Queensland Productivity Commission - Electricity Pricing Inquiry

by Energy Action | Feb 19, 2016
The Queensland Government has asked the Queensland Productivity Commission to examine electricity pricing in Queensland and provide options for improving outcomes for consumers.

Under consideration is a range of issues including the competitive electricity market, productivity growth, efficiency and reliability, environmental outcomes, vulnerable customers and responsible management of the State’s finances.

In their draft report, the Queensland Productivity Commission (QPC) says that since 2006–07 Queensland’s electricity prices have increased in real terms by 87 per cent. This is reflective of electricity price increases experienced across Australia the Electricity Pricing Inquiry (Inquiry) states.

The Inquiry indicates Queensland’s electricity price increases have largely been driven by escalating network costs, although the costs of the Solar Bonus Scheme (SBS) and the Australian Government’s Renewable Energy Target (RET) have also played a role.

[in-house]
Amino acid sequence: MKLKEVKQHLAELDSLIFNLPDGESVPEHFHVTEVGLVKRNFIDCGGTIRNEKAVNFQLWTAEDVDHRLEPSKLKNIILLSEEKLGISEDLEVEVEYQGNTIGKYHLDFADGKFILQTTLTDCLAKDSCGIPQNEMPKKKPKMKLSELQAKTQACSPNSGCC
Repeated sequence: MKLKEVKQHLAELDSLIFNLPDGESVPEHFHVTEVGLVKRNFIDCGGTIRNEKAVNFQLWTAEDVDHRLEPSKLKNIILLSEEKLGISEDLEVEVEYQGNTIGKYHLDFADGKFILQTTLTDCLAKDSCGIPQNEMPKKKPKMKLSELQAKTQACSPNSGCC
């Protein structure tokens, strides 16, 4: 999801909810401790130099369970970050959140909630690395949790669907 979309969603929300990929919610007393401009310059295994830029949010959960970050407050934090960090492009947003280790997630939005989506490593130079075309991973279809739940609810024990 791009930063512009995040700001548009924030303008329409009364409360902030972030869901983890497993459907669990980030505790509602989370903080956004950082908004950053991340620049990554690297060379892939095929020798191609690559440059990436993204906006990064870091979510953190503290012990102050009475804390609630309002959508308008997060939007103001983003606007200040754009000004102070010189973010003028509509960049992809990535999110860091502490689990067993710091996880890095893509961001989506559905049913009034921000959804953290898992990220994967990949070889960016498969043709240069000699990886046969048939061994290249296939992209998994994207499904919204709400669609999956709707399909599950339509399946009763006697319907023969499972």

Business and residential electricity consumers have responded to increased prices, through energy efficiency, demand management and the installation of solar PV. As a result, average electricity demand is falling, which presents challenges for electricity prices with costs being spread across a smaller demand base. At the same time, Queensland’s peak electricity demand continues to grow, although not at the rates experienced in the late 2000s. The QPC believes it is becoming evident that changes are needed to tariff structures to make network pricing more equitable and to avoid building network infrastructure that is rarely used.

Evidence already shows that electricity prices are unlikely to grow at the same rate over the coming period, but electricity costs remain a concern for business, industry and households seeking price relief.

The Inquiry Draft Report contains a number of Draft Recommendations, the key recommendations, as relevant to our readers are as set out below.

The Draft Report recommends the Queensland Government should:

Supply chain productivity